‘Inner Landscapes’ and more

Posted 2/5/12

“Here are landscapes, both exterior scenes that align with visual reality and views of inner topography that reflect a personal state…” Harriet …

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‘Inner Landscapes’ and more


“Here are landscapes, both exterior scenes that align with visual reality and views of inner topography that reflect a personal state…”

Harriet Stratton’s statement about her work talks about the meaning of a place and the artist’s desire to “possess the beauty, the allegory, the value of that place” and to express its essence visually to share with others.

A collection of her artwork called “The Alphabet of Longing Series” will be displayed in Stanton Gallery at Town Hall Arts Center, 2450 W. Main St. in downtown Littleton from Feb. 15 through April 15.

She plans an artist’s reception from 4 to 7 p.m. Feb. 22. The public is invited. The event will be made especially festive by the inclusion of her daughter Juliana’s band, the Mile Markers, who play roots music: Folk, blue grass, old-time music.

Stratton writes that her first home was in the prairie landscape of northern Colorado, and she enrolled at Colorado State University, where she found a love for art and art history. The University of Montana expanded her interests to literature and ceramics, followed by teaching courses at UNC and printmaking and painting at Rhode Island School of Design.

Museums such as the Ufizzi, the Tate, the Prado and Chicago Art Institute fed classic and contemporary images into her expanding intellectual inventory and she eventually had a longer stay in Switzerland, where she apprenticed to a local potter.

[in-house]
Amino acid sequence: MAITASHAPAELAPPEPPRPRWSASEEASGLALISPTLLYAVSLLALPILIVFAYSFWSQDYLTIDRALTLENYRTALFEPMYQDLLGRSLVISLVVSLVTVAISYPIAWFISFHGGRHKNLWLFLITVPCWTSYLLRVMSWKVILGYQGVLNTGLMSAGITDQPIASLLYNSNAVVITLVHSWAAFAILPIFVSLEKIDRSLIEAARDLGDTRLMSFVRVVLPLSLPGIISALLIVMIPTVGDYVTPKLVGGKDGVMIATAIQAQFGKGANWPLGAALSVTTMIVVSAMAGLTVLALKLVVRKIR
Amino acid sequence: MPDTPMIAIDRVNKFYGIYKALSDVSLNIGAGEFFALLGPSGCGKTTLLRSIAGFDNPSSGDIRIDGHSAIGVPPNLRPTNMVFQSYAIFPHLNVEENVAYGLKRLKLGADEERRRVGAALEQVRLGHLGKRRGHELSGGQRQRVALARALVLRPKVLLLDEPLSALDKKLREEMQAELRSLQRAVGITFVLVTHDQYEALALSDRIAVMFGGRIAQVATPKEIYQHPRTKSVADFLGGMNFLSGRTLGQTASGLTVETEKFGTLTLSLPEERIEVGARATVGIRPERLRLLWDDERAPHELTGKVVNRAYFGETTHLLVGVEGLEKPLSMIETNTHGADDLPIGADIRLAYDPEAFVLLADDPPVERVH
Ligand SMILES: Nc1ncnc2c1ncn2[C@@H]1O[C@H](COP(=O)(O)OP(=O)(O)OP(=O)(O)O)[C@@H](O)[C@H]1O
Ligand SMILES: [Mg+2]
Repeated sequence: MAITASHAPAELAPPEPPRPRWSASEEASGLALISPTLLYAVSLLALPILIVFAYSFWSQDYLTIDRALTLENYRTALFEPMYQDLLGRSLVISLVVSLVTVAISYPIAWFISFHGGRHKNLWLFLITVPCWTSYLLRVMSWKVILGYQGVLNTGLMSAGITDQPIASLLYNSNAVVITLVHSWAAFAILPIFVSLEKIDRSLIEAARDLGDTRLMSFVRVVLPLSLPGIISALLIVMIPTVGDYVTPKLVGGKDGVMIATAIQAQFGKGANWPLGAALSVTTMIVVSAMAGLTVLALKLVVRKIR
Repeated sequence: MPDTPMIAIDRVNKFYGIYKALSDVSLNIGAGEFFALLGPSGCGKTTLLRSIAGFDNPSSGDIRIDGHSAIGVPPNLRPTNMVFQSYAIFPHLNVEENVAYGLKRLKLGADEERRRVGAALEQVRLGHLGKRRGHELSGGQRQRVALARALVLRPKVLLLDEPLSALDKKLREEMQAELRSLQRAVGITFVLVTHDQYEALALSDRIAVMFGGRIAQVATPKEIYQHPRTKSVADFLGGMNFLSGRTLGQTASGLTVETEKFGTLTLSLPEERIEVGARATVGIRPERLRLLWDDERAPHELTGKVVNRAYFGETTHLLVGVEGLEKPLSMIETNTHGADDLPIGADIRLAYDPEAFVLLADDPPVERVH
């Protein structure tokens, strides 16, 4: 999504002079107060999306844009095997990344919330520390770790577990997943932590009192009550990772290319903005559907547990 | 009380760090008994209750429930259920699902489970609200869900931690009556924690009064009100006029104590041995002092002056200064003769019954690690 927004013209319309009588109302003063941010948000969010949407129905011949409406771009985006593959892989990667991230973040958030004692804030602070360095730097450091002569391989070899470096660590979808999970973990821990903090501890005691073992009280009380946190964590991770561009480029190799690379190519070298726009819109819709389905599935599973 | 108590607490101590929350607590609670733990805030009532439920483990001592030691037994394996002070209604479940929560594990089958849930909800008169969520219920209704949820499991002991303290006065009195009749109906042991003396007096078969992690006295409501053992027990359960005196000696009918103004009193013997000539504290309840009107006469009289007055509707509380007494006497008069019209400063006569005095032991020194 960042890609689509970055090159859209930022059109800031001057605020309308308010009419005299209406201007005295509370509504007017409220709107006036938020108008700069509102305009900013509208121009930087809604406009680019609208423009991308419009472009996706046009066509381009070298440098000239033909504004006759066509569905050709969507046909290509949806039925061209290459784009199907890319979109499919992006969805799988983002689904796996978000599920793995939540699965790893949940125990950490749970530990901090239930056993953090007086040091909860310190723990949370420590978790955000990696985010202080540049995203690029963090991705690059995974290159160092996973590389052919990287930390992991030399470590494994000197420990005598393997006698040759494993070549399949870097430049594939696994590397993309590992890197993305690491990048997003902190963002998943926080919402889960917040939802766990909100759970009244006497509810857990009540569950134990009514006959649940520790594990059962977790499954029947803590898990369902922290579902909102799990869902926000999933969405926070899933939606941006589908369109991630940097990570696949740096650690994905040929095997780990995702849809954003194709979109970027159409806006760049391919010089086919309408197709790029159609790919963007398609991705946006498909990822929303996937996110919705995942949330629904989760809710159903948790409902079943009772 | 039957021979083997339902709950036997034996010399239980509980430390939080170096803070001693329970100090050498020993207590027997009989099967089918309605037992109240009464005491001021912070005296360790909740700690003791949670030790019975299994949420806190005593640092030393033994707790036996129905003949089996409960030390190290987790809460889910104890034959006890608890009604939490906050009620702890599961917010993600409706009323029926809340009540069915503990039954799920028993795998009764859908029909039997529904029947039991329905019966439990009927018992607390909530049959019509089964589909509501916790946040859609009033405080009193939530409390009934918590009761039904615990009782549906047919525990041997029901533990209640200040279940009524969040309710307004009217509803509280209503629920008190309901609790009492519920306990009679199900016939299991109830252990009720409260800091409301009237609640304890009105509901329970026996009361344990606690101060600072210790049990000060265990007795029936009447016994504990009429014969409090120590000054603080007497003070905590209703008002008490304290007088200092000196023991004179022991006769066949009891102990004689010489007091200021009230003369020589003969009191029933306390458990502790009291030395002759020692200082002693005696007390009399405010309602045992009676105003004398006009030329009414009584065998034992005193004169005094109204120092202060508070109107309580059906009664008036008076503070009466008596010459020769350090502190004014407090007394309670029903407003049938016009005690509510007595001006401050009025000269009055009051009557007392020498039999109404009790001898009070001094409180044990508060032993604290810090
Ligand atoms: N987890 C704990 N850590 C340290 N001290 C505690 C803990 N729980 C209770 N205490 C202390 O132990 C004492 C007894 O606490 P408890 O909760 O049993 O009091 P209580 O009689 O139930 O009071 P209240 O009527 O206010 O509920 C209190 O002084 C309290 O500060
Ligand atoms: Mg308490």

Next she married and returned to the United States.

”My main travel became a commute from Littleton, where I raised a daughter to Cherry Creek Schools, where I settled down to work.”

She taught art at Sunrise and Cimarron elementary schools, then moved to Eaglecrest High School, where she added AP Art History, a favorite.

She discovered Mayan archaeology in Mexico and Guatemala and built a solar house on Tulum Beach. She retired in 2008 and discovered that landscapes are great birding habitats.

“I have been privileged to pursue all my passions: learning, traveling, birding and art and place them in my daily landscape,” she said.

In addition to oil landscapes, she will exhibit an unusual technique in a series.

Her past experience with ceramics has led into a technique called clay monoprint (examples illustrated) which involves a leather-hard slab of clay as a printing plate. For inks, she mixes pigments into slip, a mix of clay and water, which she layers onto the plate I various colors. She then lays a sheet of material similar to the Pellon interfacing used in sewing and hand presses the print.

“It forms a chemical bond,” she said.

Colors are rich and deep. Images include alphabet, pre-language, mathematical, inner landscape. Some suggest the powerful images found in ancient cave paintings.

“For me, the process of creating is a contemplative act, a spiritual act in the service of understanding in this case, the landscape.”

Stanton Gallery is open from 10 a.m. to 5 p.m. Mondays through Fridays and during performances. (Next onstage will be the Scottish fantasy “Brigadoon.”)


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